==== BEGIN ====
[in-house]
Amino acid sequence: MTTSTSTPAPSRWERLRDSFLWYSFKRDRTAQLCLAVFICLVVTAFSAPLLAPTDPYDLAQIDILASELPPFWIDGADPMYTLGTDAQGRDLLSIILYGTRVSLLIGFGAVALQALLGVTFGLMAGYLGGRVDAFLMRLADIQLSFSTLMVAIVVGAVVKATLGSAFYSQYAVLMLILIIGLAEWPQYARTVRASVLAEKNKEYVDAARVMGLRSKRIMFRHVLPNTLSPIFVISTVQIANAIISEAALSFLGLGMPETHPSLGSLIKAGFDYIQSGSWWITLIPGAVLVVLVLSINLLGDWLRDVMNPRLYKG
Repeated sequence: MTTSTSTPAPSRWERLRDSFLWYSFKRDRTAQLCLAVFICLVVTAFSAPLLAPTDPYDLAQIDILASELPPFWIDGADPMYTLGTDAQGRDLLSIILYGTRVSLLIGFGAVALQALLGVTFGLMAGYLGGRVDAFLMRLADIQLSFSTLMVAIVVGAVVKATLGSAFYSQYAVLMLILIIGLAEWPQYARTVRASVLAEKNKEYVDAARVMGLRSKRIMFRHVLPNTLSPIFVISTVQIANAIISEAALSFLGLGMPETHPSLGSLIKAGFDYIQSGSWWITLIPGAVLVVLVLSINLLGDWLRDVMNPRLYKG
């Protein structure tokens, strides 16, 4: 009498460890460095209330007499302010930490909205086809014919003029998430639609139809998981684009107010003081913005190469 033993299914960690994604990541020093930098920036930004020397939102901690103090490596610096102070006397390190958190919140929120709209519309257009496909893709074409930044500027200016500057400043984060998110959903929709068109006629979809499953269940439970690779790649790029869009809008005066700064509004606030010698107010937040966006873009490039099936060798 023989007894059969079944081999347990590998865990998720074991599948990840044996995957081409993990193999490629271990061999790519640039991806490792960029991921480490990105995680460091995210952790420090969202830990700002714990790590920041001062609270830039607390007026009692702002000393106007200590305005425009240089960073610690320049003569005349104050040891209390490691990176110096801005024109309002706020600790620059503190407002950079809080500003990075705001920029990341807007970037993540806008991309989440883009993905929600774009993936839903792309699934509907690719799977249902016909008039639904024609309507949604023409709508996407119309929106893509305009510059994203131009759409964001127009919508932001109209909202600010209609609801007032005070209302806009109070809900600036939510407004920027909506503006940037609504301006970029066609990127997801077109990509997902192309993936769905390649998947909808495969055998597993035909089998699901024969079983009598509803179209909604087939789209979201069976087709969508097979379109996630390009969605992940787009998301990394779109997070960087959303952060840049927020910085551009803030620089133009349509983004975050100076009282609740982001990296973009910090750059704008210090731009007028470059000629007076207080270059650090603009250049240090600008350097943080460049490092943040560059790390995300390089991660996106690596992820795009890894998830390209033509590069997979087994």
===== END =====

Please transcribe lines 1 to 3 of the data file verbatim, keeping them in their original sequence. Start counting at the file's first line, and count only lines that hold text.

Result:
[in-house]
Amino acid sequence: MTTSTSTPAPSRWERLRDSFLWYSFKRDRTAQLCLAVFICLVVTAFSAPLLAPTDPYDLAQIDILASELPPFWIDGADPMYTLGTDAQGRDLLSIILYGTRVSLLIGFGAVALQALLGVTFGLMAGYLGGRVDAFLMRLADIQLSFSTLMVAIVVGAVVKATLGSAFYSQYAVLMLILIIGLAEWPQYARTVRASVLAEKNKEYVDAARVMGLRSKRIMFRHVLPNTLSPIFVISTVQIANAIISEAALSFLGLGMPETHPSLGSLIKAGFDYIQSGSWWITLIPGAVLVVLVLSINLLGDWLRDVMNPRLYKG
Repeated sequence: MTTSTSTPAPSRWERLRDSFLWYSFKRDRTAQLCLAVFICLVVTAFSAPLLAPTDPYDLAQIDILASELPPFWIDGADPMYTLGTDAQGRDLLSIILYGTRVSLLIGFGAVALQALLGVTFGLMAGYLGGRVDAFLMRLADIQLSFSTLMVAIVVGAVVKATLGSAFYSQYAVLMLILIIGLAEWPQYARTVRASVLAEKNKEYVDAARVMGLRSKRIMFRHVLPNTLSPIFVISTVQIANAIISEAALSFLGLGMPETHPSLGSLIKAGFDYIQSGSWWITLIPGAVLVVLVLSINLLGDWLRDVMNPRLYKG